The opposing quarterbacks seem to have grabbed most of the headlines heading into each of the Kansas City Chiefs last two games—Derek Carr of the Oakland Raiders last week and Drew Brees of the New Orleans Saints this week—but it's been Alex Smith who has stepped up and made the plays to lead his team to victory in each of these contests.
The Chiefs defeated Carr and the Raiders last week by a score of 26-10 and then beat Brees and the Saints on Sunday, 27-21.
Over the past two weeks, Smith has not only completed 78 percent of his passes, but he's also averaged 9.5 yards per attempt in the process, which is better than his counterparts in each of the last two games.
It's been a nice mix of efficiency and explosiveness from Smith and the Chiefs offense, and those paying attention should take note. It has averaged 6.3 yards per play in these two games combined.
Smith finished Sunday's game against the Saints 17 of 24 for 214 yards and two touchdowns—good for a quarterback rating of 126.
"He's a prolific leader," center Mitch Morse explained of Smith. "He's an easy guy to rally around. He understands the game plan better than anyone and he trusts us, and I think that means a lot and carries over to the football field."
"He's so calm throughout the entire game," fullback Anthony Sherman added. "It doesn't matter what happens. He just goes out there and leads by example. Everyone knows he's going to put us in the right situations and make the right decision.
"He's one of those true leaders."
Smith had to show that ability to stay calm and we saw that relationship he has with his teammates carry over to the field as the Saints defenders took a few questionable late shots on him throughout Sunday's game, which caught the attention of everyone in the stadium.
"I felt like they kind of got out of control," Smith said after the game of the hits. "I thought the refs weren't controlling the game as well. I thought all three of [the hits] were questionable. In the end we didn't get [the calls], and that's the way it goes. I thought they all were very possible."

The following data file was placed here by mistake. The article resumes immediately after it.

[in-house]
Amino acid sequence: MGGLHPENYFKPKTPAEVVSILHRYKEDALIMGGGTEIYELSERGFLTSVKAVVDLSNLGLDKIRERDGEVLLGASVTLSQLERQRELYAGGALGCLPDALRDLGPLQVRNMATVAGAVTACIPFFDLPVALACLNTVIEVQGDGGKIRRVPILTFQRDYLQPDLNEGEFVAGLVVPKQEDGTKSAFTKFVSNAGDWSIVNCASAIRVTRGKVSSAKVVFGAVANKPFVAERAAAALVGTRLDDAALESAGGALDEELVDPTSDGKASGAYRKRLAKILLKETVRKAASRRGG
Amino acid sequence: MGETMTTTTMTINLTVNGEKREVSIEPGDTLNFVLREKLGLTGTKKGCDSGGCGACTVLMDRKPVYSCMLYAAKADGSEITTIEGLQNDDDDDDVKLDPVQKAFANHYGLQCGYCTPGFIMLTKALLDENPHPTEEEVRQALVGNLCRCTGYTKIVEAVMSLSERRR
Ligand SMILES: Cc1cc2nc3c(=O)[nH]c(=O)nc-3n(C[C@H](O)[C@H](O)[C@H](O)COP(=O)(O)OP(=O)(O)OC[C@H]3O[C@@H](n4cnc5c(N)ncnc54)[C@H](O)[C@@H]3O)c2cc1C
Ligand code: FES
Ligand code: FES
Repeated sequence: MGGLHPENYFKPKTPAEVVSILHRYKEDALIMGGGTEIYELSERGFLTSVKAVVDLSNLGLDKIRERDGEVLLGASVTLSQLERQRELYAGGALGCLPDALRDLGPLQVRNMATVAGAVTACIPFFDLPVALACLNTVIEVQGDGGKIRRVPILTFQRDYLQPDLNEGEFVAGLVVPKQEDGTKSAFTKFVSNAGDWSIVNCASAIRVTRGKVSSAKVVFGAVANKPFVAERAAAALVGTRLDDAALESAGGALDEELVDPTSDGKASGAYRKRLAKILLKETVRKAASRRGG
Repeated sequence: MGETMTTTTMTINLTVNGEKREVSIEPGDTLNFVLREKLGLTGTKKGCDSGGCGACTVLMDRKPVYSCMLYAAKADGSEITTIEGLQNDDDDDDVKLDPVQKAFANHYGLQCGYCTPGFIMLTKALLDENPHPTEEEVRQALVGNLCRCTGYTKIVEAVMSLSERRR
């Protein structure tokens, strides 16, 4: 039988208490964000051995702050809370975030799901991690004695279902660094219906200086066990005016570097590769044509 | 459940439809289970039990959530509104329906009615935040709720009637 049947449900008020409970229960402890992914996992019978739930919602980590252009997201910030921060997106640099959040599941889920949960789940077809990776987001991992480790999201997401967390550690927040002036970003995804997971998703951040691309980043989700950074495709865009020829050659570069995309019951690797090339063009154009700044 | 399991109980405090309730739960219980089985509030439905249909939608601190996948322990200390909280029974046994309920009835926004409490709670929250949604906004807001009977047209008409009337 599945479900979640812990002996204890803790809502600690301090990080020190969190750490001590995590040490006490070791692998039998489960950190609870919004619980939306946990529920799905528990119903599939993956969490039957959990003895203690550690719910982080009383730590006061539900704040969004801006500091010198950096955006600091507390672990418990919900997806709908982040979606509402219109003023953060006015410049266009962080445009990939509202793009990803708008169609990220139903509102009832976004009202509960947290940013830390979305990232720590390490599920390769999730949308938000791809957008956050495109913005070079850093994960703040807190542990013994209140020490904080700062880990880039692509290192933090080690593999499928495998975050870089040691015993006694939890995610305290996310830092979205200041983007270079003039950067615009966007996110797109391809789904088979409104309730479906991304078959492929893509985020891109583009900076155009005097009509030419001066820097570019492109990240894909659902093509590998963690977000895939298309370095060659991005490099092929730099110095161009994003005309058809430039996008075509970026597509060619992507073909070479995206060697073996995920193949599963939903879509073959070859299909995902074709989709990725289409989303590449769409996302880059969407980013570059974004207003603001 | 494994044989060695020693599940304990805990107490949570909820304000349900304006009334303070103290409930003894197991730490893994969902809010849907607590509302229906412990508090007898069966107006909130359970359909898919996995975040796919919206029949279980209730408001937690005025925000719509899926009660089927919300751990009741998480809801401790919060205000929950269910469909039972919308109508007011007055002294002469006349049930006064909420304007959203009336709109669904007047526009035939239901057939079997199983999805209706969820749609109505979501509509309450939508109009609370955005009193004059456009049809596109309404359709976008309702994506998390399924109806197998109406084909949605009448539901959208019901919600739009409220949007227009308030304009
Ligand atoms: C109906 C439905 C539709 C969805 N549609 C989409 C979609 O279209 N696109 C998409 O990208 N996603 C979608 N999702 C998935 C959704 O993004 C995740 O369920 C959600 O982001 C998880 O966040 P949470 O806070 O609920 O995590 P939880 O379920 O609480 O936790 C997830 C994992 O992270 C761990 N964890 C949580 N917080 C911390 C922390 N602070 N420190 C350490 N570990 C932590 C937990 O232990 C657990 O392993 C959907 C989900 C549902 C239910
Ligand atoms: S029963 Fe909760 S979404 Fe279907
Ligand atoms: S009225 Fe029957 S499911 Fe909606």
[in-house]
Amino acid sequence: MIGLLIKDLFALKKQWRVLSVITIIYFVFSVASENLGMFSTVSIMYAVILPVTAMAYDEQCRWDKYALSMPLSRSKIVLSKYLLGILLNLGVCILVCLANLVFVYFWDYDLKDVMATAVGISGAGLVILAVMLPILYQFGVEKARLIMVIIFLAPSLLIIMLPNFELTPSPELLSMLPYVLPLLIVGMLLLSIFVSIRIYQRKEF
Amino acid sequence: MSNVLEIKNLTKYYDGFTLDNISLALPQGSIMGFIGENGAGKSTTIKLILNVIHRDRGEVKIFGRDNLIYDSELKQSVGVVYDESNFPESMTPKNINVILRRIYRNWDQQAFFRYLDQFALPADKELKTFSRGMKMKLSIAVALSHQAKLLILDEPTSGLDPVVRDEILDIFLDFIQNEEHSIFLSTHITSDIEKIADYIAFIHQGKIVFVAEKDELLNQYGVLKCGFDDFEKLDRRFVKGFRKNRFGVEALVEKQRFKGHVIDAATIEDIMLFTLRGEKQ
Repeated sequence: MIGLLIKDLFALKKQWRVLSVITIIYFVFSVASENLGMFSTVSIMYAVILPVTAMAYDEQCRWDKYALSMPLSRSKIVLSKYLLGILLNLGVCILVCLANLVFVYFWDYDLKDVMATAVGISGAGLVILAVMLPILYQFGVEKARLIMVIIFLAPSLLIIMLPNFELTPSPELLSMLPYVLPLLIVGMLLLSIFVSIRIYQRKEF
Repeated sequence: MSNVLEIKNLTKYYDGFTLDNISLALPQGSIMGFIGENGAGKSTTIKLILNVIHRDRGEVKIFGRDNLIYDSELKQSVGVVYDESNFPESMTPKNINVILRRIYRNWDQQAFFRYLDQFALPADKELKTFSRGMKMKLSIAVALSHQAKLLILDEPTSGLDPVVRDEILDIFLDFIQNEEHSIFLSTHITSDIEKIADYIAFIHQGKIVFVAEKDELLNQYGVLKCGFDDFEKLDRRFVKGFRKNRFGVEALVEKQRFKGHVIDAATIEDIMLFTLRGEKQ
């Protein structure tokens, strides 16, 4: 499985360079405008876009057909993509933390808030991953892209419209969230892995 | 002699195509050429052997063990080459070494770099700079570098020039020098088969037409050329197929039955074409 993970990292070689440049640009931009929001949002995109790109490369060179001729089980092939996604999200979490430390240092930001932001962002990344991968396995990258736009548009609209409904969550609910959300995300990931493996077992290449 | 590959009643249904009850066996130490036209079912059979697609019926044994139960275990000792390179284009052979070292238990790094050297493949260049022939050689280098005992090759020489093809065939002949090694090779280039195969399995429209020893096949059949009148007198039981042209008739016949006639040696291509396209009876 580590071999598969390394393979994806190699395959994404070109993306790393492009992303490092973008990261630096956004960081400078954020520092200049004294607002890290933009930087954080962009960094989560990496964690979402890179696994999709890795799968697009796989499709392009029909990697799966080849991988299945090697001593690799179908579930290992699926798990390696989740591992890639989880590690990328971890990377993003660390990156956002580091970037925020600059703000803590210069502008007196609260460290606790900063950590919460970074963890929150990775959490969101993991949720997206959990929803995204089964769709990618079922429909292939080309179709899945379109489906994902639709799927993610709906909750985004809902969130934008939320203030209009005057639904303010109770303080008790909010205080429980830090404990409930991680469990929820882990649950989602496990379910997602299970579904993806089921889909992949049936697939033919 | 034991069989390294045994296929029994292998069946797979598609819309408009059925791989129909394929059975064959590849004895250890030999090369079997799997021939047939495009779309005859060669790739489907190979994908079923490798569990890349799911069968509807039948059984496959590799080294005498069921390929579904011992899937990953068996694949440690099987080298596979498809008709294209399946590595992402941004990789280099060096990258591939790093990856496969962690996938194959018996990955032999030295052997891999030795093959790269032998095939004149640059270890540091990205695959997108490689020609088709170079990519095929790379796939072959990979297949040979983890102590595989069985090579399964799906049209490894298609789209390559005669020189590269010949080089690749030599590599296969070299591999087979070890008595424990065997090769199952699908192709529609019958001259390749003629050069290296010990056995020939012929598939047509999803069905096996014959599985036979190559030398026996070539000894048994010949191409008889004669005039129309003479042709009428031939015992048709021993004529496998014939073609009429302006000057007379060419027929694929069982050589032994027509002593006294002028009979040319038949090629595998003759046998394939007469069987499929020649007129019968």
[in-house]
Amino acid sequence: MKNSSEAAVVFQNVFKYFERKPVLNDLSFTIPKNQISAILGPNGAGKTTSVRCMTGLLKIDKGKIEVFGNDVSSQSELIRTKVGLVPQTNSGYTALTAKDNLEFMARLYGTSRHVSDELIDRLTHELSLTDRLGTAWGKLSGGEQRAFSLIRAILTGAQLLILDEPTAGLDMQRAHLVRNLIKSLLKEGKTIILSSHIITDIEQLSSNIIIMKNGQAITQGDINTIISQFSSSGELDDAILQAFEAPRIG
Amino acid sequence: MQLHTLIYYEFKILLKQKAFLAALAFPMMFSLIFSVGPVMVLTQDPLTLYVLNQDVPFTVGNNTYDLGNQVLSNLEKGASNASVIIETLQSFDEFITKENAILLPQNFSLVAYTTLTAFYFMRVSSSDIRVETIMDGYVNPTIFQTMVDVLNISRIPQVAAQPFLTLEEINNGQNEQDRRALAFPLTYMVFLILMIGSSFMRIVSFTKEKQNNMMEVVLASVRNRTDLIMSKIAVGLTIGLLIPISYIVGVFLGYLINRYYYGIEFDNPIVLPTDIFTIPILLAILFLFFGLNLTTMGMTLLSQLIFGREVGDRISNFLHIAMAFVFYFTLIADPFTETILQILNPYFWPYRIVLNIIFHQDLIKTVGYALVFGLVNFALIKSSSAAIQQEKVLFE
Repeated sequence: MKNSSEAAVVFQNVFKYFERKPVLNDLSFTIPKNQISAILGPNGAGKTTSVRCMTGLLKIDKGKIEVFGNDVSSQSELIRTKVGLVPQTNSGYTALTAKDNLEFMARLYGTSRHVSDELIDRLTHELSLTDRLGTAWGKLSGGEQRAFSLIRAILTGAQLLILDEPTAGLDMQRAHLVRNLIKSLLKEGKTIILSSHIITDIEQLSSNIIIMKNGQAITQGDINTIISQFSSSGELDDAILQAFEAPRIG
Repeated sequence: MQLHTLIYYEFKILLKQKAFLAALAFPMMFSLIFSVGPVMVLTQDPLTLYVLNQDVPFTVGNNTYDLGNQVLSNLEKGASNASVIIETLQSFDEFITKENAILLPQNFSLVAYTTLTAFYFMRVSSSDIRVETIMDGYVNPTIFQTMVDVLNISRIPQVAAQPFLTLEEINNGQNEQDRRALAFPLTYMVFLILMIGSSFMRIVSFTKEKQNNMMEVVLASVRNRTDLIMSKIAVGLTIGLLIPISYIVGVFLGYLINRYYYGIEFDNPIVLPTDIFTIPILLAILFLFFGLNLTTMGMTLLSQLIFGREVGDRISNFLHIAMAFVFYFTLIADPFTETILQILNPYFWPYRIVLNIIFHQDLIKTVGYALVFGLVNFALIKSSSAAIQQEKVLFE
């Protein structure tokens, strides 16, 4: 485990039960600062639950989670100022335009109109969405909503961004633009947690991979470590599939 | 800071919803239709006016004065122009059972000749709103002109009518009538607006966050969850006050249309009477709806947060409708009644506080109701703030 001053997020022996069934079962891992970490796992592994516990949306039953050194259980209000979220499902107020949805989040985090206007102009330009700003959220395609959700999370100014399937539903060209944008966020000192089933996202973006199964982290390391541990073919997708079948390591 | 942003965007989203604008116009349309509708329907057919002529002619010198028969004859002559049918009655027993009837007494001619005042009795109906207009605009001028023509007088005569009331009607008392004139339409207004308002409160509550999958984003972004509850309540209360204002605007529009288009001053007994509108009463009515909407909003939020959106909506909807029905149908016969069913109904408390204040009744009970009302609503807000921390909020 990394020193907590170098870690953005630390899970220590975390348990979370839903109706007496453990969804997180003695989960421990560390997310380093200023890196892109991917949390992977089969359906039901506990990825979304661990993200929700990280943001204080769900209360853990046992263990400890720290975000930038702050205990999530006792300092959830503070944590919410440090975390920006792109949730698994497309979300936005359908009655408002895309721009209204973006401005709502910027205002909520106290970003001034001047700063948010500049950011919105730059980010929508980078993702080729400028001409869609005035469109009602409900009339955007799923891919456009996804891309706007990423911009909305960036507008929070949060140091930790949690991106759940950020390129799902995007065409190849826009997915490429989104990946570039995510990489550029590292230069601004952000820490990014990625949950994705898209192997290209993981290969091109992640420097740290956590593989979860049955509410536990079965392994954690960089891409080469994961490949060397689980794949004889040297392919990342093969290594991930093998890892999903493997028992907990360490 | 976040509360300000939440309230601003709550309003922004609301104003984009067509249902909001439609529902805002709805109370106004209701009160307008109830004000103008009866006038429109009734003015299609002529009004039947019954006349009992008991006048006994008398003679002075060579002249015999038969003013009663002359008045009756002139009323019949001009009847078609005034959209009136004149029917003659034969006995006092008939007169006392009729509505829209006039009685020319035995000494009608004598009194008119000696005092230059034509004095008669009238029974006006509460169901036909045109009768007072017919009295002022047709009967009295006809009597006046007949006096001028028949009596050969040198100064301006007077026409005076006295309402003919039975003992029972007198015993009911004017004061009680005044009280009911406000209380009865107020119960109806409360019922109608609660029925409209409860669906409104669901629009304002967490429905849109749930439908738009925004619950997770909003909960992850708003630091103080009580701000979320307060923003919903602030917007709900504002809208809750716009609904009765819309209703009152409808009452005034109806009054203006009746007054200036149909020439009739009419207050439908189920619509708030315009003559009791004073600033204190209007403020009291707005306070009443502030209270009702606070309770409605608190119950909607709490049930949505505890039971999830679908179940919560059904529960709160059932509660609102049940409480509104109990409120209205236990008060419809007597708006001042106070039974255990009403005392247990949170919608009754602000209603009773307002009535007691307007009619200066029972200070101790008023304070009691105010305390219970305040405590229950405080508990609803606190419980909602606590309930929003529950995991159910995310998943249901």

"He was probably lucky he didn't get hurt there," Chiefs coach Andy Reid said of one of the hits in particular after the game.
One of the three hits Smith was talking about came early in the second quarter and right in front of the Saints bench, and immediately after he got hit, running back Charcandrick West and others came to his defense.
Ultimately, West, who called Smith "a savage" after the game, was called for the 15-yard penalty after the play, but the point they made was bigger than the 15 yards—they weren't going to stand for that kind of stuff and were going to back up their quarterback.
On the Chiefs next play, Spencer Ware ran it for 11 yards.
The play after that, Smith hit the speedy rookie Tyreek Hill for a 38-yard touchdown.
"Alex just told me to run as fast as I can and I was able to make a play," Hill said of the touchdown after the game. "I've made the catch before, so it wasn't a surprise to me or anyone on the team (that I made the play.)
"I've just got to be able to make plays when my number is called."
Another one of the defining plays of Smith's day, of which there were a handful, was the 18-yard completion to second-year receiver Chris Conley on third-and-17.
As the Chiefs could have easily called a draw or run something safe in that situation, Reid called for one down the field and Smith and Conley made it happen.
"That was an amazing catch," Reid said of Conley's play after the game. "To be able to get his feet down – that [defender] was all over that thing. It was a nice throw, great catch, big play."
"I was blocking but everybody saw it on the replay," tight end Travis Kelce recalled of that play. "I mean, Chris is making some crazy catches and coming up huge for us. It's awesome to see him blossoming as a young receiver."
**Conley finished the game with two catches for 29 yards.
"I feel like I might not get a lot of balls, but when they do come, they're needed," Conley said in the locker room after the game. "You've got approach the game like that and that's one of the thing [Jeremy Maclin] has been teaching me, is that everything is needed."
On a deeper level, Conley found comfort in knowing that in those situations and with a defender draped on him in an adverse throwing situation, Smith still tossed it in his direction.
"I'm super thankful that [Smith] does trust me enough to throw me some of those ball because in some of those situations, it's not a great look," Conley explained. "He could have gone either way, props to him for giving me a chance."
Smith has been taking chances recently and the Chiefs offense has benefitted from that.